|The Parable of the Shrewd Manager - Coptic|
Disclaimer: The views on this post or all other posts are solely mine and may not reflect the author of the teaching, Jesus. I may be wrong and/or completely off my rocker. Thankfully, The Teacher is a gracious teacher. If He has given you clearer insights on this teaching, please add to the discussion. There is only one person who knows exactly what He is teaching, but my Sensei stubbornly wants me to search for the answer.
This is such a difficult teaching from Jesus, I have never heard a sermon or a Bible study discussion on this parable. Any preacher will tell you that one of the advantages of expository (or from the text) preaching is not being responsible for the subject of teaching on any given Sunday as going through a particular part of the Bible will dictate what will be taught. As this blog is an expository blog through a harmony of the Gospels, we come upon one of those teachings not easily chewed over.
So, when it comes to tackling difficult things, I think it's proper to walk through the basics.
First, each gospel writer ordered their account of Jesus' ministry in particular ways. Remember, what is written is not an exhaustive list of Jesus' deeds as this would be impossible. But, what is written is so we might believe that Jesus is the Christ, the Son of the Living God.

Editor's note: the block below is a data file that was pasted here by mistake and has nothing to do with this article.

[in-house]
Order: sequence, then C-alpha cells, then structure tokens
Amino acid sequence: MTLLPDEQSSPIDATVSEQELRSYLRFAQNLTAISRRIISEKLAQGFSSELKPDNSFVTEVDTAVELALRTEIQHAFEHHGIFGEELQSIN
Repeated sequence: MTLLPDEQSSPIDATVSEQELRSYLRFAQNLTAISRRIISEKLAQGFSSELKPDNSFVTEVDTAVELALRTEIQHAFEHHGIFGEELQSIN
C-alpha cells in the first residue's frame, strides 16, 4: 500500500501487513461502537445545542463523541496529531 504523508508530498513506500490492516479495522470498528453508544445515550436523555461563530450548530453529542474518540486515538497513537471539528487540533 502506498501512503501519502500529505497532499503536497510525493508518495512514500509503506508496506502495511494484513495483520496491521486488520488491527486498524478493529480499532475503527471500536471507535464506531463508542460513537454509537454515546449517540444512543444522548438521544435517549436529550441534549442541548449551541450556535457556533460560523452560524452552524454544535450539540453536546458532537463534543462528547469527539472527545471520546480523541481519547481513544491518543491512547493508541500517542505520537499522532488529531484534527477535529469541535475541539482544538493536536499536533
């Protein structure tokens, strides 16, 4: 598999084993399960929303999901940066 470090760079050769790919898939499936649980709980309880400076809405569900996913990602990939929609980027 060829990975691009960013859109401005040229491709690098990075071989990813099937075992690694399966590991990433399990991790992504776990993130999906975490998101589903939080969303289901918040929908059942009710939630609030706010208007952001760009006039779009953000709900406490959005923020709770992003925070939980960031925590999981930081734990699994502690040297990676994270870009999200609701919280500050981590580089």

Luke is an educated man, a doctor, who wrote two volumes for, who we think is, a Roman official named "Most Excellent Theophilus". The first volume, Luke, is an account of Jesus' ministry. The second volume, The Acts of the Apostles, chronicles the beginnings of the Christian church throughout the Roman Empire.
Because this is an orderly account, we know that Luke ordered these stories of Jesus within a certain logic. Because it is logical, we can rely on context to help us through each teaching to determine what Jesus is teaching and/or what is being revealed about our Lord and Saviour.
Second, who is the subject? Who is Jesus talking about? In chapter 15, we have already discussed that the three lost stories are really directed to the teachers of the Law while he is eating with sinners and tax collectors. After this parable, in chapter 16, we are given the reaction of the teachers of the Law. So, it is fairly clear, that Jesus is talking about the teachers of the Law.